Jobsite activity may have temporarily slowed down in recent weeks, but for many public works projects around the country, the show must go on. For many regions, public works projects have been deemed as essential infrastructure.
In a time when virtual collaboration has become the norm, builders need a way to confidentially and safely submit sealed bids online. In general, the competitive bidding process for public works projects usually involves public advertisement for the submission of sealed bids, the public opening of bids, and the award of contracts to the lowest responsible bidder that is responsive to the solicitation for bids. To help meet the high demands of owners, governments, public entities, or GCs bidding out a public works project, while reducing in-person visits and meetings, electronically sealed bids have become the new standard.
With electronically sealed bids, builders can ensure that all bids are kept confidential until the bid due date without the hassle of subcontractors having to physically hand in bids or attend a public bid opening (sometimes referred to as a “rip-and-read"). Instead, subcontractors can submit their sealed bids online and revise them right up to the bid due date, eliminating the need to meet in person.
Today, leading construction firms are using BuildingConnected to keep public works projects on track with electronically sealed bidding. Here’s a look at how two BuildingConnected customers—general contractor Structure Tone and owner UCSF Real Estate—are benefiting from this feature today.
“Some of the top benefits include time saved, easier procurement management, and increased transparency between project partners,” said Karly O’Brien, Estimator at Structure Tone. “Sealed bidding also enables better historical data collection and allows us to better organize the information requested from bidders: things like breakout costs and alternates that you can require on bid forms.”
“Personally, I’m a big fan of the Bid Archive option. We always use this tool when filing the submitted bids on our company drive. The standard cover page it makes for each bidder helps keep things organized,” said Karly.
Elizabeth Hsu, Contracts Manager for Health Design & Construction at UCSF Real Estate, echoed these sentiments.
“The biggest benefit is definitely the increased ease of issuing and opening bids,” Elizabeth said.
“All of our contacts are in one place. All questions and answers are also issued from one place.”
“The majority of our CM bids were already using the electronic sealed bidding options prior to the COVID-19 outbreak. The fact that we were already so familiar with the electronic bids was an added positive to help others navigate this time,” said Karly.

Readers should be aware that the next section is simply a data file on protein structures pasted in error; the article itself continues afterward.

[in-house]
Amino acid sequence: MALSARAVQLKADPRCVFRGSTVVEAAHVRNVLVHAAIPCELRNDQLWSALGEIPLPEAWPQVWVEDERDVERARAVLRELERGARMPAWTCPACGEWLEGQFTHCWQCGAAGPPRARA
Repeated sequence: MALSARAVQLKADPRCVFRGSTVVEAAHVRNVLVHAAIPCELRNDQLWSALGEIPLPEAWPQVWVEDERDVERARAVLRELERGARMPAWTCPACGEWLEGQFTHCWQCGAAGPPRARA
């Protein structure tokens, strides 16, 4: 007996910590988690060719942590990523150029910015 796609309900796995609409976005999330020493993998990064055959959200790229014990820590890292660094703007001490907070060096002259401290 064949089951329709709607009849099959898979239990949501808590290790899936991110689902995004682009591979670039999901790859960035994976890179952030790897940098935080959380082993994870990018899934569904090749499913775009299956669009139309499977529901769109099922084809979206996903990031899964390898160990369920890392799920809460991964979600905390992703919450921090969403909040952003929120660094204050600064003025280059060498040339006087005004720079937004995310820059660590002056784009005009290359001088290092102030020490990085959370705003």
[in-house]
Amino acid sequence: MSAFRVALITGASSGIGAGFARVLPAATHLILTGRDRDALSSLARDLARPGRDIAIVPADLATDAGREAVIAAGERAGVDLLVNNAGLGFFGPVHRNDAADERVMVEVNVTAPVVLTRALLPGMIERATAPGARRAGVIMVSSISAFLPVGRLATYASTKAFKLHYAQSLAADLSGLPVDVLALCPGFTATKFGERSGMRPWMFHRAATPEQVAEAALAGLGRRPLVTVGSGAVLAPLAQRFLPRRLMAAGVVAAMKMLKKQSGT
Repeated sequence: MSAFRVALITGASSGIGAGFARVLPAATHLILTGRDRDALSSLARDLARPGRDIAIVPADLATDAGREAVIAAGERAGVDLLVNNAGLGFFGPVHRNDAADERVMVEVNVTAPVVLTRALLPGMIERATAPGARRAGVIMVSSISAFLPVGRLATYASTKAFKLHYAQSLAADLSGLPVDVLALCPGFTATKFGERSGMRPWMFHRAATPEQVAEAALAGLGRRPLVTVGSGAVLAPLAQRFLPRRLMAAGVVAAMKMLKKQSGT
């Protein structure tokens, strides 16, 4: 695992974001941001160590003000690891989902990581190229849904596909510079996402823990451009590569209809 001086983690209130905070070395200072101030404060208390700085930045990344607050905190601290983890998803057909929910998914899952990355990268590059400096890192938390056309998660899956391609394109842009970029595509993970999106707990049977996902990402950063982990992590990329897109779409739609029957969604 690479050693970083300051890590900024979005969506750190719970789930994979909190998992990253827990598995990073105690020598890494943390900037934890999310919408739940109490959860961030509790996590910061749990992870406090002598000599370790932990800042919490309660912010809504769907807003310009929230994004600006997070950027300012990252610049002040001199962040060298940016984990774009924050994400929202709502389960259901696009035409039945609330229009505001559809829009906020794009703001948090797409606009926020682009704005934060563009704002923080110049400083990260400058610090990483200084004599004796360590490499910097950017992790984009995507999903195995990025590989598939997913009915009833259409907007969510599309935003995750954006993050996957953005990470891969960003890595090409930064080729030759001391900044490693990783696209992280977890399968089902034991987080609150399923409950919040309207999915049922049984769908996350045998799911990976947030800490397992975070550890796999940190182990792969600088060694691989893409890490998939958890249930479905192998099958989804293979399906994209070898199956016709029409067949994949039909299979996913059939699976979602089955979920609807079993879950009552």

“It’s been so helpful during the shelter-in-place order because the system economizes on time and allows us to stay green,” Elizabeth said. "The sealed bid function helps us organize bids much more efficiently online. “
“Sealed bidding gives subcontractors more time in the long run because there’s no mailing or messenger time needed. It took us a while to drill into their heads that it is a true hard deadline, but at this point, they are very familiar with it,” said Karly.
She also shared a strategy that has worked well for her team at Structure Tone to encourage on-time bid submittals from subcontractors.
“We wait until the last half hour that we are ready to unseal bids before we make the owner the Bid Admin. That way, if you know one of your bidders will be a half hour or so late, you can extend the deadline slightly before turning over the Admin position,” she said.
Elizabeth has found the fact that subcontractors are often familiar with BuildingConnected a huge benefit to increasing response rates for the GCs they work with.
“Most subcontractors are already registered on the BuildingConnected network,” she said. “If they aren’t registered, the GC can easily invite them. Generally, we receive sealed bids from the GC on a project. The general contractor obtains the sealed bids from the subcontractors, then uses that information to inform their bid.”
Managing projects that require bids to be sealed can be a cumbersome task—but with electronically sealed bidding, it doesn’t have to be. By bringing the process online, builders can boost efficiency, improve remote communication, and save much-needed time.
“This feature easily saves us at least 1-2 working days per project,” said Karly.
While this feature is especially helpful today, its usefulness extends far beyond our current working environment. By moving their bidding processes online, builders make their processes more efficient and set themselves up to be much more resilient when facing the unexpected.
If you’re interested in learning more about electronically sealed bidding—or getting a guided tour of BuildingConnected—get in touch!